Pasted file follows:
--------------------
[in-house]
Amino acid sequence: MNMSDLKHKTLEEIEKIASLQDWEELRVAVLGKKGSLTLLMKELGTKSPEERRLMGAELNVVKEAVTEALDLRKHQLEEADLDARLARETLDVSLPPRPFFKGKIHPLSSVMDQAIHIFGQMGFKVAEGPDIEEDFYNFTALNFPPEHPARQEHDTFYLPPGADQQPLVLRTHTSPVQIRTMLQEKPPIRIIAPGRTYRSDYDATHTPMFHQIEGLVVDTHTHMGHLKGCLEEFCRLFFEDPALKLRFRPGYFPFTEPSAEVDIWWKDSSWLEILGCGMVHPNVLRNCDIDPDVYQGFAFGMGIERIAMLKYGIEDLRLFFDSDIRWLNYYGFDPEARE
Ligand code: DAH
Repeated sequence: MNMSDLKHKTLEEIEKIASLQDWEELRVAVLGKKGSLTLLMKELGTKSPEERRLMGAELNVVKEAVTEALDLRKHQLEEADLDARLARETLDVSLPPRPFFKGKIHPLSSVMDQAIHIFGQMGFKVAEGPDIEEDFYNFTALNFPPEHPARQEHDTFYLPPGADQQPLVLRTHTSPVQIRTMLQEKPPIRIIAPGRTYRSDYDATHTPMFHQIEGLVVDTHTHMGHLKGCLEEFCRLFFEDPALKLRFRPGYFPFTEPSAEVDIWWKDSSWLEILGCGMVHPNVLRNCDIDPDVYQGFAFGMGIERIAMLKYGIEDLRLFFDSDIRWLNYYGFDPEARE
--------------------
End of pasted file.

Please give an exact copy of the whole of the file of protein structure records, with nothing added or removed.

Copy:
[in-house]
Amino acid sequence: MNMSDLKHKTLEEIEKIASLQDWEELRVAVLGKKGSLTLLMKELGTKSPEERRLMGAELNVVKEAVTEALDLRKHQLEEADLDARLARETLDVSLPPRPFFKGKIHPLSSVMDQAIHIFGQMGFKVAEGPDIEEDFYNFTALNFPPEHPARQEHDTFYLPPGADQQPLVLRTHTSPVQIRTMLQEKPPIRIIAPGRTYRSDYDATHTPMFHQIEGLVVDTHTHMGHLKGCLEEFCRLFFEDPALKLRFRPGYFPFTEPSAEVDIWWKDSSWLEILGCGMVHPNVLRNCDIDPDVYQGFAFGMGIERIAMLKYGIEDLRLFFDSDIRWLNYYGFDPEARE
Ligand code: DAH
Repeated sequence: MNMSDLKHKTLEEIEKIASLQDWEELRVAVLGKKGSLTLLMKELGTKSPEERRLMGAELNVVKEAVTEALDLRKHQLEEADLDARLARETLDVSLPPRPFFKGKIHPLSSVMDQAIHIFGQMGFKVAEGPDIEEDFYNFTALNFPPEHPARQEHDTFYLPPGADQQPLVLRTHTSPVQIRTMLQEKPPIRIIAPGRTYRSDYDATHTPMFHQIEGLVVDTHTHMGHLKGCLEEFCRLFFEDPALKLRFRPGYFPFTEPSAEVDIWWKDSSWLEILGCGMVHPNVLRNCDIDPDVYQGFAFGMGIERIAMLKYGIEDLRLFFDSDIRWLNYYGFDPEARE